Siegel family, doctors push for golf cart safety ahead of awareness month

Published: Jun. 28, 2022 at 7:25 PM CDT
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LUBBOCK, Texas (KCBD) - This year, UMC has treated twice as many patients for ATV and golf cart related injuries, pushing the City of Lubbock, doctors, and the Siegel family to fight for awareness.

Tuesday, the City continued its tradition of declaring July as Golf Cart Safety Awareness Month in Lubbock, with Mayor Tray Payne reading the proclamation.

Tim Siegel’s son, Luke, was paralyzed after a crash in 2015 and died from COVID pneumonia last year. Since 2018, he’s been raising awareness about golf cart safety, and raising funds for children who’ve had brain injuries.

“When this happened to Luke seven years ago, I was unaware that this family owned the golf cart, but for me now it’s just making sure that people understand that I’m just here to, if I can help save a life, save an injury, save a brain injury for one family, then then I’m doing a good thing,” he said.

Siegel says when he’s talking about golf cart safety, he’s really focused on modified golf carts on city streets. He says they’re taller, faster, heavier, and can tip over.

“I definitely don’t want to come across like you should never get on one, I just want to bring awareness to being more safe, being more careful, that’s the important thing,” he said.

Golf cart and ATV safety awareness is even more important this year. Through the month of May, UMC has treated 37 patients for ATV crashes, up from 17 during the same time frame last year. 14 of this year’s patients have been kids, twice as many as last year. Golf cart crashes are included in those numbers, but Sharmila Dissanaike, Chair of Surgery at the Texas Tech Health Sciences Center, says they are less common.

“But a lot of people, especially children who are on ATVs and golf carts are wearing no protective equipment, whatsoever. And so they can actually get quite badly injured even if the vehicle is not going that fast,” she said.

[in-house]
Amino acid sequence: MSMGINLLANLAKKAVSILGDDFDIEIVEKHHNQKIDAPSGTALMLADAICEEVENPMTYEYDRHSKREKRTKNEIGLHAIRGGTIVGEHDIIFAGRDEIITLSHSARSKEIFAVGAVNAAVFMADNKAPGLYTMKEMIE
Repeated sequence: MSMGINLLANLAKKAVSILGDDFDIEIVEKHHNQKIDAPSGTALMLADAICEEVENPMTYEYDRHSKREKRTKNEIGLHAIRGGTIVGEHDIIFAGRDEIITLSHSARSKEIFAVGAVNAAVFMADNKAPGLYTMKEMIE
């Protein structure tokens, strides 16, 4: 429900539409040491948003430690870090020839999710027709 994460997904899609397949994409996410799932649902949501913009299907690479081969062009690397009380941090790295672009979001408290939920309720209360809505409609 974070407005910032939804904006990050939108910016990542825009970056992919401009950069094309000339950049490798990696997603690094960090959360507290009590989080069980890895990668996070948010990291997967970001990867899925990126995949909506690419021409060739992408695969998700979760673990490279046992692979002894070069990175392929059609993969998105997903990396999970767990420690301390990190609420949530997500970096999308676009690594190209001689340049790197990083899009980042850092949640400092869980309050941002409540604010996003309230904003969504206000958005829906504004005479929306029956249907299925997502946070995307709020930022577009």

No matter the speed, it’s against the law to drive a golf cart or an ATV on a public road in Texas without a driver’s license. Attorney General Ken Paxton released that opinion last year, but Siegel says it needs to be enforced.

“The majority of states, including Texas, Texas requires a driver’s license to be able to ride a golf cart on a city street. But how many police stop children when they see that? I would say very few, if any,” Siegel said.

Siegel says he sees children driving golf carts every day in Lubbock, calling it an epidemic.

“There’s so many on the road. It’s taken the place of bikes, it’s taken the place of walking, it has taken the place of just being around kids. You see it all the time. I see it and I always cringe when I see it, not because I’m thinking about my son, because I know what could happen in an instant,” Siegel said.

Dissanaike says many ATV crashes happen when too many people are on one vehicle, or parents are carrying their young kids in their lap. She says from a trauma surgeon perspective, she says it’s important to remember kids can have fun doing many things, and don’t have to pick the most dangerous ones. She says the brain of a child is not developed enough to make wise decisions, so parents shouldn’t expect them to be able to if they’re out driving ATVs and golf carts with their friends. She says common sense safety measures can go a long way.

“That could include always having an adult so people are not going too fast or on very uneven, dangerous terrain. It could involve wearing a helmet if you are going to be on a motorized vehicle, I think that’s a very reasonable thing,” Dissanaike said.

The Siegels continue their mission to raise awareness and funds through Team Luke Hope For Minds. The foundation supports children with all kind of brain injuries, emotionally and financially.

“I know that keeping his legacy alive is without question my number one priority and by helping others, I’m doing that. The main thing is, Luke’s in my heart and I know that together we, Luke and I, are helping families throughout the country.”

The nonprofit is on track to give more than $800,000 this year.

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